"Image: The mean-spirited, avaricious, lecherous; he is an old, obstructive father and comically, tyrannical master of his under-paid, bullied servants." [Source: thurrock100.com]

“For the love of theatre, hand me those pants!”

The term 'pants' originated with the 17th century Italian Actor, 'Pantalones' described in the passage above.

"Mean-spirited," "avaricious," "lecherous," and "obstructive"...

From the beginning, the word 'pants' has had an association with dominant characteristics.

Women's liberation movements, culminating in 60's 'loose jean' culture, ended stagnant social stigmas around women wearing pants.

Women in pants are no longer viewed as particularily masculine or feminine, and, indeed, casual business pants now have an association with female executive presence.

In modern western film culture, it takes a character like Lily Houghton [played by Emily Blunt] to remind of us of the antiquated backward ways of our past.

Let that foreshadow our future.

Pants and Self-Empowerment

Emily Blunt stands with hand on hip in the movie Jungle CruiseEmily Blunt stands with hand on hip in Disney's 'Jungle Cruise'

Practice powerful postures. Stand straight with feet slightly apart and hands on hips.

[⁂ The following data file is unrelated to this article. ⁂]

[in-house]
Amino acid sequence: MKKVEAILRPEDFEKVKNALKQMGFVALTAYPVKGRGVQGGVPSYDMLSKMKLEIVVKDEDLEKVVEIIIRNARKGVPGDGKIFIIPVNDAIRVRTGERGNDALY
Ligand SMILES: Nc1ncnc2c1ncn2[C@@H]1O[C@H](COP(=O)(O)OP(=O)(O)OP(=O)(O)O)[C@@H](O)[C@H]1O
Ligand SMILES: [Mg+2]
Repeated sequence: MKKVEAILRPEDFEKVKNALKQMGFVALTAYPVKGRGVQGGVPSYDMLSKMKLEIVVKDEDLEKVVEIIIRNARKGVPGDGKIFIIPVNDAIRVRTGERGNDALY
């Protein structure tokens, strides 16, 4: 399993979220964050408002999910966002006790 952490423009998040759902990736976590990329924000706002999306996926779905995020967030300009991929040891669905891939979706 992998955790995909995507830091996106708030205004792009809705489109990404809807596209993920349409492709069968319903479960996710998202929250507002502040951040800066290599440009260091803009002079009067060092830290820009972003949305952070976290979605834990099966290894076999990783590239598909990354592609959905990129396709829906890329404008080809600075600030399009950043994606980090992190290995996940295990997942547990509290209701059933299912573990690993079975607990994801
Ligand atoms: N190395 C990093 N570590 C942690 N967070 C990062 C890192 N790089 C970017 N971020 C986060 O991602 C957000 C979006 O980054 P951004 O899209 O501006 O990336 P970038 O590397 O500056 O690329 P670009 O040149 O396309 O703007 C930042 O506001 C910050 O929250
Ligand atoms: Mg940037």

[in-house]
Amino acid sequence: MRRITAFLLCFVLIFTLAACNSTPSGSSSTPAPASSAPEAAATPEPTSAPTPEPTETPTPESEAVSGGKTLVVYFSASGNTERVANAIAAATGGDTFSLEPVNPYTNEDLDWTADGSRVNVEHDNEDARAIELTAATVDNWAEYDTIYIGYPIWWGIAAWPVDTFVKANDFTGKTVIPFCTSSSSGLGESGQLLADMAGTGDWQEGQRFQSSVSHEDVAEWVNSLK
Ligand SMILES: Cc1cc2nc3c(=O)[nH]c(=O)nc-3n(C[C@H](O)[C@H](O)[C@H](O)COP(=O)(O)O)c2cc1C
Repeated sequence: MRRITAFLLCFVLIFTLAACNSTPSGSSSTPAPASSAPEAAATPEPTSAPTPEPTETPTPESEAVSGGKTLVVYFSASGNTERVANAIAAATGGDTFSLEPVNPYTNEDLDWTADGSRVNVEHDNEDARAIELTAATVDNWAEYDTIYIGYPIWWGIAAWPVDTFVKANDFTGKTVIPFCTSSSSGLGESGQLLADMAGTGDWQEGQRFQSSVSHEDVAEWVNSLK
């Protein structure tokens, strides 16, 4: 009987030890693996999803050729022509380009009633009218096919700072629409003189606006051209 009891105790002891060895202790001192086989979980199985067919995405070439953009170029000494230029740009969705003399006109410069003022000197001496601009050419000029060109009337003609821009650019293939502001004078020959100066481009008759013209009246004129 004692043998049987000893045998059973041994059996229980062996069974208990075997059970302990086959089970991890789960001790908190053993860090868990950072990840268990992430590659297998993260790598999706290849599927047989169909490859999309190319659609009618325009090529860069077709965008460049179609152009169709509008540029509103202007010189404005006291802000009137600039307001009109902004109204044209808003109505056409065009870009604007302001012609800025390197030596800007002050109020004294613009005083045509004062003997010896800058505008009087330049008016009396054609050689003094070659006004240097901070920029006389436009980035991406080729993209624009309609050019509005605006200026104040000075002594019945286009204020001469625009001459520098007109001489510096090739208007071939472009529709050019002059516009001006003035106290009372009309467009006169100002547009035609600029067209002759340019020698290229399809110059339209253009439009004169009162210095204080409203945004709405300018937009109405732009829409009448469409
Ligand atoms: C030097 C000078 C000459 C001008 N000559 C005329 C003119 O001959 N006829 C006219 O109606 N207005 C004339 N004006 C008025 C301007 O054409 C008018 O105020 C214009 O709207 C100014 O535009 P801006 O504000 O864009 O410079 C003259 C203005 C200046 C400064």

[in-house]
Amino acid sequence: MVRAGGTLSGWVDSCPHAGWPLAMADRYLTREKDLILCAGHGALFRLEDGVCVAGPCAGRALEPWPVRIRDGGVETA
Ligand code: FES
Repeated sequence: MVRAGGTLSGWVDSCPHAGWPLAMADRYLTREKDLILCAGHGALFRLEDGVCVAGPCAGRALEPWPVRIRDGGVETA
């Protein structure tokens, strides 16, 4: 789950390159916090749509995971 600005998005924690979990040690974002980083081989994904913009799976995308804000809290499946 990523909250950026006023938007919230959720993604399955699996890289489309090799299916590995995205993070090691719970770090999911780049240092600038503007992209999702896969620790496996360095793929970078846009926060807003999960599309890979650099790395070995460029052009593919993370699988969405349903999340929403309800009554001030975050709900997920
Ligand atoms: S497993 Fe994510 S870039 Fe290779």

Assertive body language is empowering, especially when paired with a pleasant tongue.

Remember, however, that assertiveness in leadership without charm is less effective.

Voluntary actions are more likely to be spirited actions, and spirit in action is effective, rewarding, and inspiring.

May your pants bring you courage to pursue relentlessly your goals, inspiration to define them intelligently, discipline work toward them methodologically, and humility to embrace life-long learning.

Emily Blunt wears dress pantsEmily Blunt makes pants both powerful and sexy

Pants

"Pants is short for pantaloons, a term used since the 17th century for men's nether garments. The word originated in the name of a character in the old Italian commedia dell'arte, Pantalone, a silly old man with thin legs who encased them in tight trousers. English took the word over via French pantalon, and began to use it for tight breeches or trousers. In American English it broadened out to trousers generally., whence the current American use of pants for trousers."

~ John Ayto, “Dictionary of Word Origins”

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